The chief executive of Russia's state company Gazprom said that the company's deal to supply natural gas to China signed earlier this week may affect prices in Europe.

Russia and China signed a 30-year gas supply contract, worth a total of more than $400 billion, earlier this week during President Vladimir Putin's visit to the country.
And here some sharp commentary on this rapprochement between Russia and China. NATO is slowly losing its status has the strongest politico-military block in the world; in great because it no longer has access to the resources that allowed its dominance.
David Stockman's Contra Corner
When A “Pivot” Becomes A Boomerang: Obama’s Russian Sanctions Folly
Eric Margolis, 27-05-2014

Russia’s leader Vladimir Putin usually wear a perfect poker face. But last week in Shanghai, the icy-cold Russian president came awfully close to bursting into a big grin.

And why not? Putin had just stolen a march on his western rivals. The US-British attempt to wound Russia’s economy and punish Putin for disobedience had just blown up in their red faces.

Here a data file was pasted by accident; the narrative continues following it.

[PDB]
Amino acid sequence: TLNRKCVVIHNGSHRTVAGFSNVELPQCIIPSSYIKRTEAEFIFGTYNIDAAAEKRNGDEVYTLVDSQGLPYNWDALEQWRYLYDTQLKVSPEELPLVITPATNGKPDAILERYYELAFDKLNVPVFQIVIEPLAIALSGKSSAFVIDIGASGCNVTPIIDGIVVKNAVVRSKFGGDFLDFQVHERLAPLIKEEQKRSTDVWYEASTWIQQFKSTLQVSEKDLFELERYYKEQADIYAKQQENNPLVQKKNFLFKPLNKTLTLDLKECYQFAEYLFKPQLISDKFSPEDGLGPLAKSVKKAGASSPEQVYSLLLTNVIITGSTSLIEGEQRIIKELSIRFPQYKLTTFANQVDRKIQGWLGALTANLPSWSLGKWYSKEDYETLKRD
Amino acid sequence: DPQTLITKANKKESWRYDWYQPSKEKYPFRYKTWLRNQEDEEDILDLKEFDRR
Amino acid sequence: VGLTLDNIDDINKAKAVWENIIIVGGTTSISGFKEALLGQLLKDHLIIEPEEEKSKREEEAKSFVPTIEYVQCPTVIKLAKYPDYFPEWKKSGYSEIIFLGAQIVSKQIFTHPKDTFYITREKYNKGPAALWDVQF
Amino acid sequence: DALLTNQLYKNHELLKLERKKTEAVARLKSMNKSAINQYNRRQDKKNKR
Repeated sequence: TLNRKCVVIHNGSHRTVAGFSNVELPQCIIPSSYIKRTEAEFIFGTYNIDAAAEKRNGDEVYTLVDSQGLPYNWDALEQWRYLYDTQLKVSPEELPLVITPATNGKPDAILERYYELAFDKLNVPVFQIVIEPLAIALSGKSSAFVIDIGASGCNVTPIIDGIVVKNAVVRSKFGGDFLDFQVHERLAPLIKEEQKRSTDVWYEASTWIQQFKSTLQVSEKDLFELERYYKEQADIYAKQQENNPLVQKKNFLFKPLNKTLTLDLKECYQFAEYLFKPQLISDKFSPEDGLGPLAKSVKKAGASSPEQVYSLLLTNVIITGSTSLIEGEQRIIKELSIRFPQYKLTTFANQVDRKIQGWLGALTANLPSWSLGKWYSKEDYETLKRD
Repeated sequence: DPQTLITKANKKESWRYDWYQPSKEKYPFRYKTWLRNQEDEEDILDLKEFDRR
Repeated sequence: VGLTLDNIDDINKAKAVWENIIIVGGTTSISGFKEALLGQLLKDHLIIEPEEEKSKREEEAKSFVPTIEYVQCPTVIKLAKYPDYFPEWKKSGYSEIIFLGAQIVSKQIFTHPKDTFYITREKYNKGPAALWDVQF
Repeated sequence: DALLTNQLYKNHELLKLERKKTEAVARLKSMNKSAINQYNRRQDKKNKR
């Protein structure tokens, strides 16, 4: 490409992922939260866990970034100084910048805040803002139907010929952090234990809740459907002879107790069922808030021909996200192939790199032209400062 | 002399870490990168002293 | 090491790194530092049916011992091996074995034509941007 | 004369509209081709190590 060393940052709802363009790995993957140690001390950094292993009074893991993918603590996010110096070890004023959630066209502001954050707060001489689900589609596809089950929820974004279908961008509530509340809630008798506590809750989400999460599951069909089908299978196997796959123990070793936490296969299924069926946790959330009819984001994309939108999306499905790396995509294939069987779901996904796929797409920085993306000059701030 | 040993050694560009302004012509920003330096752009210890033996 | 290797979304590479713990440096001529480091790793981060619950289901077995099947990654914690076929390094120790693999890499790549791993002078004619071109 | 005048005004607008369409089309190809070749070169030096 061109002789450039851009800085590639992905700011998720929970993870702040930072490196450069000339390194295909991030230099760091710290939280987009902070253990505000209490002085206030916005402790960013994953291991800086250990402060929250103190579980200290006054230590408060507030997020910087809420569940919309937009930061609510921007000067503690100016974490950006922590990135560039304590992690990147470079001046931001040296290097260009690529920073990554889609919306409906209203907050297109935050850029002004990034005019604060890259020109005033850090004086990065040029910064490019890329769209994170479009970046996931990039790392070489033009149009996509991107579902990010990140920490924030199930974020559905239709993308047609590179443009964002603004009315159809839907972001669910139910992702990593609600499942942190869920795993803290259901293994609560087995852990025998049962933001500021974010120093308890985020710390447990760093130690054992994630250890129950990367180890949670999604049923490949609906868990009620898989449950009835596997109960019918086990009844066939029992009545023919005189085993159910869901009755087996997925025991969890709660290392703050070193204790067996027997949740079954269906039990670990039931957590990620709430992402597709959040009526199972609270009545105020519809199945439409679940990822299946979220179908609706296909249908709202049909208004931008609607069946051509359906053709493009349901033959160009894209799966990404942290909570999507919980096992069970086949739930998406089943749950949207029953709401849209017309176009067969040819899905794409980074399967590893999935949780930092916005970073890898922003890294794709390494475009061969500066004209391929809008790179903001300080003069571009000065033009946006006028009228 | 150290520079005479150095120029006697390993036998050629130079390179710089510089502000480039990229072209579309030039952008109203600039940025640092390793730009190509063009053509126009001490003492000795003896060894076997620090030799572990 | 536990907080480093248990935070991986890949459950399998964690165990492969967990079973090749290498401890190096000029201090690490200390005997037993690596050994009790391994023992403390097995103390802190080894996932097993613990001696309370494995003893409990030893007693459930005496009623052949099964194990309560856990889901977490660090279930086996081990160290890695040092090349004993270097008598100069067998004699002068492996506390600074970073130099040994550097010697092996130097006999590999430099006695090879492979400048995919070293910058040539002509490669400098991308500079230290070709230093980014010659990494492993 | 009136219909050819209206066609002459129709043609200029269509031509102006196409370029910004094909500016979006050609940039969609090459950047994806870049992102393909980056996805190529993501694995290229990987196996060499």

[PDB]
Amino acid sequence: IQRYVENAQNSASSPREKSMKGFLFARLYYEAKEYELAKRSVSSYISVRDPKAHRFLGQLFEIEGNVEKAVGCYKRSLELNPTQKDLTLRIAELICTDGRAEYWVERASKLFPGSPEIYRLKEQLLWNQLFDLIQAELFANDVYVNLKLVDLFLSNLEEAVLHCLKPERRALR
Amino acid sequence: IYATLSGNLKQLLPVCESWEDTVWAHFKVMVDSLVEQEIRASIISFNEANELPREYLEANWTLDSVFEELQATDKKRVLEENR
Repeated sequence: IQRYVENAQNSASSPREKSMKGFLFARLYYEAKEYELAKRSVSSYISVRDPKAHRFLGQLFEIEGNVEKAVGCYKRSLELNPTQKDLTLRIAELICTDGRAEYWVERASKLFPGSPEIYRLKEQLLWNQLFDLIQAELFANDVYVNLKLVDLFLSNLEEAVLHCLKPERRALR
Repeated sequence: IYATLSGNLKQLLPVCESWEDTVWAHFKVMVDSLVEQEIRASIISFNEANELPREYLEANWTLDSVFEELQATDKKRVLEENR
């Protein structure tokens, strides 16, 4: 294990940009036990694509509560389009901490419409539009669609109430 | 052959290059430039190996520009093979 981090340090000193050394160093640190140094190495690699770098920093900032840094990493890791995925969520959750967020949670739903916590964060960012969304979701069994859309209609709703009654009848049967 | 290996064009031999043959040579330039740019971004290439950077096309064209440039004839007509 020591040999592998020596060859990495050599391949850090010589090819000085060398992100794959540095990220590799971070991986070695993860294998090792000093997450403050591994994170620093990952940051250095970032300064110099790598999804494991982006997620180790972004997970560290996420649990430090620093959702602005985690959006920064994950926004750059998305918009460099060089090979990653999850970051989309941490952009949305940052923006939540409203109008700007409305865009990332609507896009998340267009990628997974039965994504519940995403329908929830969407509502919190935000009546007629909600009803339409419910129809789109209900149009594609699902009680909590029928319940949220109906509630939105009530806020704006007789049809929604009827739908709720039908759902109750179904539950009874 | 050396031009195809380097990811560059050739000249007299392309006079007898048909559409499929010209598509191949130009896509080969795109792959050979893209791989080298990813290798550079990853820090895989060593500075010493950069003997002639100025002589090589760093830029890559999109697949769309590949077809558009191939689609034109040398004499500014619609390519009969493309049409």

After 20 years of difficult talks, Russia and China had just signed a huge deal that called for Russia to export 38 billion cubic meters of gas worth some $400 billion to China. The agreement begins in 2018 and will involve one of the globe’s largest engineering projects that links Russia’s remote gas fields to China’s pipeline system.

In addition, China will invest at least $20 billion in Russian industry and boost imports of Russian products, notably military systems. China will become Russia’s largest trade partner.
Time now to revisit a long standing problem: the growing cost of finding and extracting petroleum. This decline of the "majors" is also a reflex of the concentration of remaining resources in an ever limited number of countries, that by various reasons, escape to their sphere of influence.
Big Oil Spending More, Getting Less in Production
Karen Boman, 27-05-2014

Exxon Mobil Corp., Chevron Corp., Royalty Dutch Shell plc and BP plc recorded declines in their 2013 production. ExxonMobil reported an average production of 4,175 million barrels of oil equivalent per day (MMboepd), down 1.5 percent from 2012, and Chevron saw its production decline by .5 percent from 2012 to 2013 to 2,597 MMboepd. Shell’s average 3,199 MMboepd of production for 2013 was down 1.9 percent from 2012 levels, while BP saw its production volumes fall to 2,256 MMboepd, or 2.7 percent, from 2012 to 2013.

France’s Total S.A. was the only company to buck the trend in declining production, with average hydrocarbon production in 2013 of 2,299 MMboepd, Zacks Equity research analyst Nilanjan Choudhury said in a May 16 report.